Before closing, the Selectmen discussed the Highway Department's fleet and agreed they were in favor of purchasing a pickup truck for the superintendent.
"We have been fighting this for 10 years," Francesconi said. "We need a truck for the highway superintendent."
The town originally planned to use free cash to purchase a new pickup truck for the superintendent, who currently uses his own vehicle. Highway Superintendent Blair Crane suggested instead using the funds to repair a 2006 plow truck, so the town has another reliable plow truck.
The Selectmen were hesitant to invest up to $50,000 in such an old truck.
St. John suggested maybe purchasing a cheaper fuel-efficient vehicle for the superintendent, but Town Administrator Mark Webber said the department would get more use out of a truck.
"If it was a pickup truck it would be more useful for the Highway Department," Webber said. "It hard to throw a shovel into a Mini Cooper."
Ciskowski suggested possibly looking for a used vehicle for the superintendent.
The Selectmen will discuss the issue with the Advisory Committee at a future meeting.
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Cheshire Select Board Discusses CARES Act Funding
By Gregory FournieriBerkshires Correspondent
CHESHIRE, Mass.—The Selectmen on Tuesday discussed CARES Act spending with Town Accountant Lynne Lemanski.
The town has "requested almost up to the limit of what [Cheshire is] eligible for," Lemanski said. She noted that the town is eligible for $277,199 and it has requested $276,828 thus far. Cheshire must request the remaining funds and spend them before the end of the year or return them to the state government.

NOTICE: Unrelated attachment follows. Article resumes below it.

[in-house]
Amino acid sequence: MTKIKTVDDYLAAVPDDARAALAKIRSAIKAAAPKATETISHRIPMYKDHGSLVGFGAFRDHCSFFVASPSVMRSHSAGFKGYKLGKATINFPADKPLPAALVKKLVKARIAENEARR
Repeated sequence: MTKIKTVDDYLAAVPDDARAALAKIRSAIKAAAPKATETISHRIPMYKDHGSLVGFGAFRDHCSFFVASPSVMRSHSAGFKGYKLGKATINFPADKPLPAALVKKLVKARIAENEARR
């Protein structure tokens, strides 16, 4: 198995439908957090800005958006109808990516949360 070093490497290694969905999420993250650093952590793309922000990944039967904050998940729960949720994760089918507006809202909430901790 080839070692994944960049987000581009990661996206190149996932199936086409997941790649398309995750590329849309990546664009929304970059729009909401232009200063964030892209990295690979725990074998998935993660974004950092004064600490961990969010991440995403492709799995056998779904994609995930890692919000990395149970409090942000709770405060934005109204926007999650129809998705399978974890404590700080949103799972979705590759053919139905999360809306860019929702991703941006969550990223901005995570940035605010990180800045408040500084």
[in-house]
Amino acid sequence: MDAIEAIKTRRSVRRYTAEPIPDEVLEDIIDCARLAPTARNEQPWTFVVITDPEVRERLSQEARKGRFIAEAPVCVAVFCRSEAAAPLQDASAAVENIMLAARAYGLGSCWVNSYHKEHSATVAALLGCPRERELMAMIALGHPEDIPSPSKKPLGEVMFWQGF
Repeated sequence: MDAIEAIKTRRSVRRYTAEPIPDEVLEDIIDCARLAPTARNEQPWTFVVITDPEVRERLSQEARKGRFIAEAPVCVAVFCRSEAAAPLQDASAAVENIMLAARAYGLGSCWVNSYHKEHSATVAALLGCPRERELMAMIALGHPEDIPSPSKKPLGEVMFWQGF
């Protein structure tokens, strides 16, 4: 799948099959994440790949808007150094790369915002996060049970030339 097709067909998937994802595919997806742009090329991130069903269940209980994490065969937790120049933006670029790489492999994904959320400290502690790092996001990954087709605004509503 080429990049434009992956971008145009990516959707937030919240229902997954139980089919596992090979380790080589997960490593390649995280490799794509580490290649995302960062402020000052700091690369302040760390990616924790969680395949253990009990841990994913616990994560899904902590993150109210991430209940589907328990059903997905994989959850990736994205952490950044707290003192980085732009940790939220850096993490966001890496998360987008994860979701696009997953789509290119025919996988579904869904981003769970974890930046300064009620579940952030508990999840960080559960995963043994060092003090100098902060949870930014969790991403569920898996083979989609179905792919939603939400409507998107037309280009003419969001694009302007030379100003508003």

Cheshire has left unspent close to $110,000, and the Selectmen brainstormed ideas about where to spend the remaining money.
Coronavirus Aid, Relief, and Economic Security Act funding is limited to certain types of expenditures, including public health infrastructure and unemployment for municipal workers. In keeping with these restrictions, Selectman Ray Killeen suggested buying some portable pump-operated hand-washing or sanitizing stations.
Noting that Cheshire is opening up and have more events, Killeen said it would be beneficial "to have six or seven [stations] on hand so as people mingle, they have the ability to sanitize [their] hands."
Selectman Jason Levesque noted that the Appalachian Trail campsite on Church Street could use this for the through hikers to wash their hands.
Selectman Shawn McGrath wondered if personal protective equipment (PPE) "can be purchased [by the town] up front in case there's a spike" in COVID-19 cases in the future.
The Cheshire Community Association has tried to organize two block parties every year since 2015. Over the years, the group has secured Massachusetts Cultural Council grants to enhance the block parties.
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Morse, most recently town administrator in Ashfield, was selected from three candidates for the post last month. Her hiring had depended on town meeting's approval of a salary for a full-time administrator.